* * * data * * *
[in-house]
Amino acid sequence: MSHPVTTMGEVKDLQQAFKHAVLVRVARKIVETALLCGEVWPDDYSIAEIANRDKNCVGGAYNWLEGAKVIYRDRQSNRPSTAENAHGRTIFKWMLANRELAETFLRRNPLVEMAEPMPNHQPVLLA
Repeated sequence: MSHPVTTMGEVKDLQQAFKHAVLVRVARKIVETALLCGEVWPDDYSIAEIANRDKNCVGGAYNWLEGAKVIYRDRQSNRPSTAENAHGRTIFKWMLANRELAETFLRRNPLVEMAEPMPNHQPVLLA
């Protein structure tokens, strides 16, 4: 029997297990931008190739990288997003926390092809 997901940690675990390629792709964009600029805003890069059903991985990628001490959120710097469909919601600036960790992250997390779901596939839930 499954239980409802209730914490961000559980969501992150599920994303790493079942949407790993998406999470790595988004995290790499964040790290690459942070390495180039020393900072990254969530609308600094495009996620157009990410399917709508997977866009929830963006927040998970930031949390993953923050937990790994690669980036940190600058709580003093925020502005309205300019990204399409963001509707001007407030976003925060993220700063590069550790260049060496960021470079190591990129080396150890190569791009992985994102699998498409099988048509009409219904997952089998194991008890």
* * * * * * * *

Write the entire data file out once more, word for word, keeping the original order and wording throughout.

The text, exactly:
[in-house]
Amino acid sequence: MSHPVTTMGEVKDLQQAFKHAVLVRVARKIVETALLCGEVWPDDYSIAEIANRDKNCVGGAYNWLEGAKVIYRDRQSNRPSTAENAHGRTIFKWMLANRELAETFLRRNPLVEMAEPMPNHQPVLLA
Repeated sequence: MSHPVTTMGEVKDLQQAFKHAVLVRVARKIVETALLCGEVWPDDYSIAEIANRDKNCVGGAYNWLEGAKVIYRDRQSNRPSTAENAHGRTIFKWMLANRELAETFLRRNPLVEMAEPMPNHQPVLLA
């Protein structure tokens, strides 16, 4: 029997297990931008190739990288997003926390092809 997901940690675990390629792709964009600029805003890069059903991985990628001490959120710097469909919601600036960790992250997390779901596939839930 499954239980409802209730914490961000559980969501992150599920994303790493079942949407790993998406999470790595988004995290790499964040790290690459942070390495180039020393900072990254969530609308600094495009996620157009990410399917709508997977866009929830963006927040998970930031949390993953923050937990790994690669980036940190600058709580003093925020502005309205300019990204399409963001509707001007407030976003925060993220700063590069550790260049060496960021470079190591990129080396150890190569791009992985994102699998498409099988048509009409219904997952089998194991008890």